Kehinde Wiley (American, born 1977)
Over the past decade, Kehinde Wiley has received worldwide acclaim for his portraits of African-American and Latino men, which are based on photographs that the artist takes of everyday citizens. Debunking traditional negative stereotypes that have an extensive history in American culture, Wiley depicts his figures with great dignity, portraying them as beautiful and heroic and basing their poses on those of Old Master portraits. Wiley’s David Lyon (2013) is a strong new addition to the Contemporary Collection. In this heroic black male portrait, the figure’s pose is based on an early nineteenth-century portrait of David Lyon by the British painter Sir Thomas Lawrence. The background patterning of lush organic decoration serves as a metaphor for growth and prosperity and is appropriated from wallpaper designed by William Morris, who was associated with the late nineteenth-century British Arts and Crafts Movement.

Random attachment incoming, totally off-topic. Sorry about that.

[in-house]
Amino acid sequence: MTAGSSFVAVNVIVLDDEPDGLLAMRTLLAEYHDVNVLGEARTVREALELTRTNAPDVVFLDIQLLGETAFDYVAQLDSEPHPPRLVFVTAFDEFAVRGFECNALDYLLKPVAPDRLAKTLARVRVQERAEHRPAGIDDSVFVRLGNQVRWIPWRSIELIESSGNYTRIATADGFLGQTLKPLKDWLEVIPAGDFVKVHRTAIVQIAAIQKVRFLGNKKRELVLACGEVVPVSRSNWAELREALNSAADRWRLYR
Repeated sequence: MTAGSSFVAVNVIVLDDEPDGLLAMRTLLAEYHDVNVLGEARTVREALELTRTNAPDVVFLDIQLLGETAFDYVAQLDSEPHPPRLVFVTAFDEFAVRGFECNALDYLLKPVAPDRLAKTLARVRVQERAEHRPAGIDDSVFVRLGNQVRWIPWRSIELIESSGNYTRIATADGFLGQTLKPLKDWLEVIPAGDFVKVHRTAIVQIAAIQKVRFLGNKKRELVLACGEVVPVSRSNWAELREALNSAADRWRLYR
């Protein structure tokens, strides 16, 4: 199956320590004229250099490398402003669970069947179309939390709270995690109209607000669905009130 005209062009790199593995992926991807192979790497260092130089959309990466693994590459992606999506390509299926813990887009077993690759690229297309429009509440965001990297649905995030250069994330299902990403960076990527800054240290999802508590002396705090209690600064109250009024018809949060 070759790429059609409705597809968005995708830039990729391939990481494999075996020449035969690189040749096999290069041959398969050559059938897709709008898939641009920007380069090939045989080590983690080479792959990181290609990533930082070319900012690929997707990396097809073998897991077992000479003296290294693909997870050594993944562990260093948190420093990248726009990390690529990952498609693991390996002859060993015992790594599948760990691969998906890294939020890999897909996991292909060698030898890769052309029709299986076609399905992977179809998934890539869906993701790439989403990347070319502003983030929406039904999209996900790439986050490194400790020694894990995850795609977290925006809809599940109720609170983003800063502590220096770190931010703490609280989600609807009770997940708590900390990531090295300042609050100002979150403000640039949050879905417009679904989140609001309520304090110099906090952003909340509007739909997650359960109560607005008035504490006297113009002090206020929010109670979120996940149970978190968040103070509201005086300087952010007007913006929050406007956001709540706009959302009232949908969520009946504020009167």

Wiley’s earliest subjects were found and photographed on the streets of the Harlem neighborhood of New York City. More recently, he has traveled around the globe and painted images of men of color from other countries, as well as a series of African-American women.
David Lyon was purchased in honor of Harriet O’Banion Kelley with funds provided by the Walter F. Brown Family.